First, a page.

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Syria: Violent suppression of protests continues despite a call for wider sanctions

last updated Aug 12, 2011

Syrian military and security forces continue to raid numerous cities and areas in a broad campaign to suppress protests against the regime of President Bashir al-Assad. On Thursday, at least 24 people are believed to have been killed by Syrian security forces and it is expected that new protests will emerge after the dawn prayers on Friday.

"The people want to topple the regime", 5 May 2011 in Baniyas, Syria; Source: Flickr (Syria-Frames-Of-Freedom)

US Secretary of State Hillary Clinton has urged the international community to widen sanctions against Syria. Clinton called upon Europe, China and India to exert further pressure on the regime by sanctioning the oil and gas industry. She also said that Russia should stop selling arms to the Assad regime. The EU has already imposed various sanctions such as asset freezes and travel bans against military and government officials but it appears that there is only a limited range of actions to work towards an end of the conflict. Especially a military intervention seems highly unlikely, given the fact that the NATO operation in Libya swallows up a large number of resources and still has not been able to interfere decisively.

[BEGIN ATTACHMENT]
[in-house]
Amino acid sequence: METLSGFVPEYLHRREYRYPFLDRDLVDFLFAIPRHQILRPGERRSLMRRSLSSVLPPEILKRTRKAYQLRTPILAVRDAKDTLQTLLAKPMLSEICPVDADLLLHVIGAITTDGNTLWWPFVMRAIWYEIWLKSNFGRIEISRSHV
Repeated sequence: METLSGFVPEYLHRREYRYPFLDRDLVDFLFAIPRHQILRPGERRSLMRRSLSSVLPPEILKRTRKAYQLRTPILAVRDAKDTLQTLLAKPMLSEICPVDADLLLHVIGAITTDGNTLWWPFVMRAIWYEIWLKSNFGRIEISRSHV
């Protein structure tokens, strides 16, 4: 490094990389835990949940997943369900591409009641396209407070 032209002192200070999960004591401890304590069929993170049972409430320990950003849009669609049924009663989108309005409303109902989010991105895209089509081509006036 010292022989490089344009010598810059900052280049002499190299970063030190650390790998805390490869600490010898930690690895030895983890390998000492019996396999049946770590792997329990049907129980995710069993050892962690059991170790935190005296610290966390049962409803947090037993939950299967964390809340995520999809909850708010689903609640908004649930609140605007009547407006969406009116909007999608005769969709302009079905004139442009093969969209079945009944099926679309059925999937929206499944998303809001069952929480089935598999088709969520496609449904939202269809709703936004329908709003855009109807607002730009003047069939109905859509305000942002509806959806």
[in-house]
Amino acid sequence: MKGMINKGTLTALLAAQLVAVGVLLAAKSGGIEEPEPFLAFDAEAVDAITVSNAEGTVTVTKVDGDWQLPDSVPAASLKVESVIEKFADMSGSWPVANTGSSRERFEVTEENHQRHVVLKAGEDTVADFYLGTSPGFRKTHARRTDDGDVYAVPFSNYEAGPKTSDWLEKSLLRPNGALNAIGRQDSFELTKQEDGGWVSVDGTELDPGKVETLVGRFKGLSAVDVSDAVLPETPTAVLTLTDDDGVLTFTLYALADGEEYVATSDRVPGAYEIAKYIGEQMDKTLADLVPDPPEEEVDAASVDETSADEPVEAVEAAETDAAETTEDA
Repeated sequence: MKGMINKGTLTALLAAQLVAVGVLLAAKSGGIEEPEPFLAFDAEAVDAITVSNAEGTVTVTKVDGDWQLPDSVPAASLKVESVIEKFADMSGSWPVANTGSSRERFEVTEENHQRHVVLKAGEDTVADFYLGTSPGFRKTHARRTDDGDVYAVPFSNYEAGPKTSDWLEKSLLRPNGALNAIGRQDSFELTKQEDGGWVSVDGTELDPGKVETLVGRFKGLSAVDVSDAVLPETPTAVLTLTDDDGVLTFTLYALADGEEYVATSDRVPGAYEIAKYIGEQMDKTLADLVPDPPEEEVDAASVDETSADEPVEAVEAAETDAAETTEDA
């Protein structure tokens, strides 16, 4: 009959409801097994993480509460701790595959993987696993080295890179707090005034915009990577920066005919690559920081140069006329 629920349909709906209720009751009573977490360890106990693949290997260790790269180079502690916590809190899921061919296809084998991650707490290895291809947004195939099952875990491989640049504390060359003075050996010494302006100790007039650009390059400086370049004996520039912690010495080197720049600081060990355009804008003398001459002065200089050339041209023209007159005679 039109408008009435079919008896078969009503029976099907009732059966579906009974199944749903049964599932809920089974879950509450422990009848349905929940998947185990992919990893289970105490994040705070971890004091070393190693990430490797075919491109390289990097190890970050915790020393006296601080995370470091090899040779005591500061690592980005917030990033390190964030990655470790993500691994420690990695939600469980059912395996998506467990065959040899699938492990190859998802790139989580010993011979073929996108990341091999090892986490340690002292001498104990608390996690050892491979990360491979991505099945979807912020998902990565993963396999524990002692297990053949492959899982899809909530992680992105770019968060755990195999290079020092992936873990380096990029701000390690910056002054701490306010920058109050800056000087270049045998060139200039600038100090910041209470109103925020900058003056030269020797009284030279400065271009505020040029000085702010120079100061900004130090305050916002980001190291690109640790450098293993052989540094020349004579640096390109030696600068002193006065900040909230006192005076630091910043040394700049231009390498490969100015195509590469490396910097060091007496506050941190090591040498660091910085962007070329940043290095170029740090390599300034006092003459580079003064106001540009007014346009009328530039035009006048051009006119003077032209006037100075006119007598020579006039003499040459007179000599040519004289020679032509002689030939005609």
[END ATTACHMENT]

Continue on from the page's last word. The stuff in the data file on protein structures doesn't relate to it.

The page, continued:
During the last week, the Syrian military continued their crackdown by entering the cities of Deir al-Zour, Hama, Khan Sheikun, Kassir and Saraqeb with tanks, killing numerous civilians and arresting many more. Demonstrations have been particularly intense in these regions. Since the beginning of the protests in March more than 1,700 people have died and allegedly thousands have been arrested.

According to a report in the NY Times, there are certain signs of weakening support for al-Assad among senior officials and former government stalwarts. A US diplomatic official has claimed it to be unlikely that al-Assad could remain in power. Concerns remain among analysts over a possible post-Assad period. There is a deeply divided opposition and clans might exploit the power vacuum to seek for more power. So far, however, President al-Assad has had his forces under control and will seek to continue his radical approach towards the protesters.

BBC News: Syria unrest: US calls for wider sanctions

NY Times: Support for Assad Government Shows Signs of Weakening

Syrian Arab Republic country profile